Although gay, lesbian, and queer theory are related practices, the three terms delineate separate emphases marked by different assumptions about the relationship between gender and sexuality.
The Harlem Renaissance, an African-American literary movement of the 1920s and 1930s, included several important gay and lesbian writers.
Oscar Wilde is important both as an accomplished writer and as a symbolic figure who exemplified a way of being homosexual at a pivotal moment in the emergence of gay consciousness.
Langston Hughes, whose literary legacy is enormous and varied, was closeted, but homosexuality was an important influence on his literary imagination, and many of his poems may be read as gay texts.
Conflicted over his own sexuality, Tennessee Williams wrote directly about homosexuality only in his short stories, his poetry, and his late plays.
Erotic and pornographic works have been written in many cultures since ancient times and recently have flourished with the relaxation of censorship.
Feminist literary theory is a complex, dynamic area of study that draws from a wide range of critical theories.
James Baldwin, a pioneering figure in twentieth-century literature, wrote sustained and articulate challenges to American racism and mandatory heterosexuality.
Kelly Middleton and Amanda Dollente, the first couple in line at the King County Recorder's Office.
Hundreds of King County residents gathered in downtown Seattle at the County Administrative building on the evening of December 5, 2012 in order to get in line to apply for marriage licenses. One minute after midnight on December 6, 2012 the first Washington state marriage license for a same-sex couple was issued.
As Brian Rosenthal and Alexa Vaughn report in the Seattle Times, "the couples cried, shared love stories and passed around flowers. Just after midnight, they rejoiced."
County Executive Dow Constantine ordered the administrative offices opened at 10:00 p.m. on December 5 so that all would be in order for the marriage applications to be issued at the earliest possible moment.
"I am so glad this night has finally arrived," Constantine said of Washington's official recognition of same-sex marriages. "This has been a long struggle nationally and in our state."
County staffers said they were happy to work extra hours on such a festive occasion.
"This is marriage," county spokesman Cameron Satterfield said. "It's one of the few happy things that we get to do in government."
As the crowd started to build in the hours before midnight, the atmosphere came to resemble a party: the crowd cheered, horns from passing cars signaled approval, and a makeshift choir sang "Going to the Chapel of Love."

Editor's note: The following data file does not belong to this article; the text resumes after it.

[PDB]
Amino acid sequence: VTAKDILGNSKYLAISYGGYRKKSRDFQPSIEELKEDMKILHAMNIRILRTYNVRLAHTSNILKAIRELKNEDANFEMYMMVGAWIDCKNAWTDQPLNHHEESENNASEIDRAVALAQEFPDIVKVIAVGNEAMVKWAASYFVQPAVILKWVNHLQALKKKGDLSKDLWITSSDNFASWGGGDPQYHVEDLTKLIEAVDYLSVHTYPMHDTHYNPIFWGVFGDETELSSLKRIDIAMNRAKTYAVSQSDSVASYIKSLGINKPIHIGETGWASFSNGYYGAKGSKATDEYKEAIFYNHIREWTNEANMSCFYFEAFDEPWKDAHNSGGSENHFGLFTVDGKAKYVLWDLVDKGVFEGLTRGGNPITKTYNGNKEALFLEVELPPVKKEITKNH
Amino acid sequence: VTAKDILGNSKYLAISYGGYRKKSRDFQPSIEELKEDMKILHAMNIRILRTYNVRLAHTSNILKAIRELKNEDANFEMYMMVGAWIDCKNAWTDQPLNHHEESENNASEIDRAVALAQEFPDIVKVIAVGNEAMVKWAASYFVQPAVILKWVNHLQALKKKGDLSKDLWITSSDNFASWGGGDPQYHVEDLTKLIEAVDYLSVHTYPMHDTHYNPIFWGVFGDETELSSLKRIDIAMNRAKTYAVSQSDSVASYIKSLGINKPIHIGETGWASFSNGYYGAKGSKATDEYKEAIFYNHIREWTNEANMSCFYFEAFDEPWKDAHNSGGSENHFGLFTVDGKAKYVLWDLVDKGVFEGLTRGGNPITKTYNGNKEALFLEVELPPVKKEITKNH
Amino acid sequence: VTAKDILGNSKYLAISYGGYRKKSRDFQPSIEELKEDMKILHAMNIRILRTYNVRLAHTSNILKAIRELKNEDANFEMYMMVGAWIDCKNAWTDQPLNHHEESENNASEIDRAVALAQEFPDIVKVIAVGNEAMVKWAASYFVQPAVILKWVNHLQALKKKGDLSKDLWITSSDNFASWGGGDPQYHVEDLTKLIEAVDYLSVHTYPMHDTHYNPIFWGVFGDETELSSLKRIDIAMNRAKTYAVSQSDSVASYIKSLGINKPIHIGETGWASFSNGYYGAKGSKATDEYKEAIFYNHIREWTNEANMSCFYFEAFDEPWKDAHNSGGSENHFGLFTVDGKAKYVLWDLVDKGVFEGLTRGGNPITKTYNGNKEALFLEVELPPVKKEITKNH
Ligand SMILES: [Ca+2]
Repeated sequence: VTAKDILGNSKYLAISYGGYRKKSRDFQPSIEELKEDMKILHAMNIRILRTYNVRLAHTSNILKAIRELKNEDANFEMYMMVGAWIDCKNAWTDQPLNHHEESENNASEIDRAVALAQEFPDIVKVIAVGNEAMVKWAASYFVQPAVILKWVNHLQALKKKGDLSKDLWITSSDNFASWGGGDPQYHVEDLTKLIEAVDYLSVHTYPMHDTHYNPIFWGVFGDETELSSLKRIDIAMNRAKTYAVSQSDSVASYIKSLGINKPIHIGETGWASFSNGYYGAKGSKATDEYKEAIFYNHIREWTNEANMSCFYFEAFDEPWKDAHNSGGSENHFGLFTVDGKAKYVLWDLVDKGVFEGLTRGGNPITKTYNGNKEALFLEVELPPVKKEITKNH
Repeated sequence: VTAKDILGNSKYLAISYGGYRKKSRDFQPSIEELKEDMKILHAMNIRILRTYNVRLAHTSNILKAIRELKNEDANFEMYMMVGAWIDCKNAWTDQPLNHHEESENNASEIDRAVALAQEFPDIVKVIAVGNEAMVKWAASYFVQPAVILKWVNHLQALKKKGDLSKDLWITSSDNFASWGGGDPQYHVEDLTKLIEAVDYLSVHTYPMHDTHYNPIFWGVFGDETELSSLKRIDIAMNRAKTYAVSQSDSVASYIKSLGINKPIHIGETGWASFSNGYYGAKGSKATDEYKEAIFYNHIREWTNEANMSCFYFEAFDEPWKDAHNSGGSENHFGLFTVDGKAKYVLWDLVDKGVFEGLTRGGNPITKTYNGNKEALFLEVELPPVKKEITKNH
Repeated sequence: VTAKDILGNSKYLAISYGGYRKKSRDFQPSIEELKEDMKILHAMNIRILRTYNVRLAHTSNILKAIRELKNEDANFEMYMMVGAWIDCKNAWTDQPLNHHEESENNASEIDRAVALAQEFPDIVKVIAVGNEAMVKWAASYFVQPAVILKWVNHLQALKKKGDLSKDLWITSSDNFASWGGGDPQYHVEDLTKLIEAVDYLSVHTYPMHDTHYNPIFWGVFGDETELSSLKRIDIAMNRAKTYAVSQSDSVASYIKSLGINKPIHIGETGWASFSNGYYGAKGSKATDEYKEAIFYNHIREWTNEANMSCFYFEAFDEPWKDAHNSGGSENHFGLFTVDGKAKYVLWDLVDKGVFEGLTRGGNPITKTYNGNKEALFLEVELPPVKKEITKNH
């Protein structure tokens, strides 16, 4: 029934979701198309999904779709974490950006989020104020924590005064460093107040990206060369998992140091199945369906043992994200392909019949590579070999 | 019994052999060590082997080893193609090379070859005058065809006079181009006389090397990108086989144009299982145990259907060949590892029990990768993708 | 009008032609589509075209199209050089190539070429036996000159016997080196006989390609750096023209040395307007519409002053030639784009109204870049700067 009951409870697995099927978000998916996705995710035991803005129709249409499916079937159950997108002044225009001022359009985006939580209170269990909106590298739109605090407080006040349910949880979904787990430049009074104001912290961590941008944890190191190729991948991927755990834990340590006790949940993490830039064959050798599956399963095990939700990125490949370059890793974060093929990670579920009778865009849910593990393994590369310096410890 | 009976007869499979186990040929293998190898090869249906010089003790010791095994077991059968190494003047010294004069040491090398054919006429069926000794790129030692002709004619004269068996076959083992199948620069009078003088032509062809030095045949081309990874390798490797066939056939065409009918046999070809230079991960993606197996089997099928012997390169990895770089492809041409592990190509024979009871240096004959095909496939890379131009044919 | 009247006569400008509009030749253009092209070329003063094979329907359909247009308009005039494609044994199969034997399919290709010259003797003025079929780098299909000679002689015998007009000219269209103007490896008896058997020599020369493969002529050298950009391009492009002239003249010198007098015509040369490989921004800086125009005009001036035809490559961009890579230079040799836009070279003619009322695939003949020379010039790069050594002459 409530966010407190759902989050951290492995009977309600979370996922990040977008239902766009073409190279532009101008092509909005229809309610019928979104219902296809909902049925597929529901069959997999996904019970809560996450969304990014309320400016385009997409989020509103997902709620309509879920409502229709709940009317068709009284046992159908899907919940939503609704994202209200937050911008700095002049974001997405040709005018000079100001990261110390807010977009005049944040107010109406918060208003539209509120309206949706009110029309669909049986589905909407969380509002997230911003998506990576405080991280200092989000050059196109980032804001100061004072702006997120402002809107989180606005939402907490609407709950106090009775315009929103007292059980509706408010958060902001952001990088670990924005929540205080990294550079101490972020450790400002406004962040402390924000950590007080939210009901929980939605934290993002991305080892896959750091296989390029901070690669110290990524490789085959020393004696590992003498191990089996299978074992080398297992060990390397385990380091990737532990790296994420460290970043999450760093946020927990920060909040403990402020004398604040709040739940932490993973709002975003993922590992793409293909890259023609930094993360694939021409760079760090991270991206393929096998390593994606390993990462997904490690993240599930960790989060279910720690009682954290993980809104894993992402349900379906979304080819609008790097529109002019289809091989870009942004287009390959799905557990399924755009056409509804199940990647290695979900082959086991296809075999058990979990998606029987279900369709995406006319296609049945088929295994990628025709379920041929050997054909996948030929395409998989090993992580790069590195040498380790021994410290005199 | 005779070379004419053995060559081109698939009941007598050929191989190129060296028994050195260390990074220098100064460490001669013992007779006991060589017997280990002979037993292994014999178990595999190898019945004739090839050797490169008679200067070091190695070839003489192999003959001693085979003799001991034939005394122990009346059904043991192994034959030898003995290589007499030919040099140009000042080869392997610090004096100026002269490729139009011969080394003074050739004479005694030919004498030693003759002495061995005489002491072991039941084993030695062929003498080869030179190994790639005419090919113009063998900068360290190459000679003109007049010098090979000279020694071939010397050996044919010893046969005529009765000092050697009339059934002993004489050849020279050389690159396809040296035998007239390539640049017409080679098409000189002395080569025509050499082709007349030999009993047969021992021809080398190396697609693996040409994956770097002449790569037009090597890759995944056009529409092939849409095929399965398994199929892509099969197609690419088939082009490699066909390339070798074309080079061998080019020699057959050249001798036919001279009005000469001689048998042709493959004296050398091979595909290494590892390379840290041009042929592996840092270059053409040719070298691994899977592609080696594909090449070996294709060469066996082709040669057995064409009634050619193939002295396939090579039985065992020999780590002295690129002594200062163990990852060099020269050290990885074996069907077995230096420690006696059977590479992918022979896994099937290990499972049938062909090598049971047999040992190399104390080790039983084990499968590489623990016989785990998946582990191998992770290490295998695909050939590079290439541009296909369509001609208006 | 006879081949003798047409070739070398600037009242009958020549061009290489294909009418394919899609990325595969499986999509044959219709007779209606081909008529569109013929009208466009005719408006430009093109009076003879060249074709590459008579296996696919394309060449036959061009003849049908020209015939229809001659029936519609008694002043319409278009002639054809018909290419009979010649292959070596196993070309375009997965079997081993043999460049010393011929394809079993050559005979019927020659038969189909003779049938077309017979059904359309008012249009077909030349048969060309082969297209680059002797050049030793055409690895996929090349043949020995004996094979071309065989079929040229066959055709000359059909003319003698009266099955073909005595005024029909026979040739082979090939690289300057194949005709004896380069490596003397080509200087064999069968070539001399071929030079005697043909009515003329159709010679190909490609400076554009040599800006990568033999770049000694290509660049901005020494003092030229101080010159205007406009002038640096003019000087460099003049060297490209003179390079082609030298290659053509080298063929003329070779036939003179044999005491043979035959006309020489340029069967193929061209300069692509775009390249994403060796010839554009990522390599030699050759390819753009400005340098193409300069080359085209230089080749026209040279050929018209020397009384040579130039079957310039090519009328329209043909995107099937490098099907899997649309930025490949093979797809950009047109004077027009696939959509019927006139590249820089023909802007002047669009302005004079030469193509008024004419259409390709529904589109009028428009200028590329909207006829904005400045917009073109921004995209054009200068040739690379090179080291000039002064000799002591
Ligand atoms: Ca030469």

Constantine, a longtime gay-marriage supporter, signed the first license at 12:01 a.m., when the voter-approved Referendum 74 formally took effect around the state. He personally signed licenses for the first couples, using the same pen Governor Chris Gregoire used to sign the marriage equality bill in February.
The first couple to receive a license were West Seattle residents Pete-e Petersen and Jane Abbott Lighty, described as the matriarchs of the marriage equality movement in Washington.
"It's very humbling to be chosen first. We feel like we're representing a lot of people in the state who have wanted this for a long time," said Petersen, 85, who has been with Lighty for 35 years. "It's hard to explain the thrill that we are really going to get married."
As reported by Joel Connelly and Casey McNerthney in the Seattle Post-Intelligencer, Dan Savage and his husband Terry Miller also applied for a Washington state marriage license. The couple were married in Canada in 2005, but plan to repeat their vows in a mass wedding at Seattle City Hall on December 9, 2012, the first day in which same-sex couples may legally exchange vows in the state since Washington requires a three-day waiting period after a marriage license is issued. It is expected that 142 couples will marry at City Hall on December 9.
Savage said, "It's really a remarkable journey we've been on and such a remarkable sea change. And not just for gay people, but straight people have changed, too. It's gotten better for us because straight people have gotten better about us."
Another couple in the crowd in the early hours of December 6 was Senator Ed Murray and his partner Michael Shiosaki. Murray, who was the chief sponsor of the marriage equality legislation, said, "Marriage should be a happy time, and it's a happy night."
However, Murray and Shiosaki did not apply for a marriage license. They plan to wed in the summer near the anniversary of their meeting.
Voters in Maryland and Maine also approved marriage equality referenda on November 6, 2012. Same-sex couples in Maryland may also apply for marriage licenses beginning on December 6, but the licenses cannot be used before January 1, 2013. In Maine, marriage licenses for same-sex couples will be issued beginning on December 29, 2012.
In the video below, Dan Savage and Terry Miller pick up their marriage license and then Savage talks about marriage equality.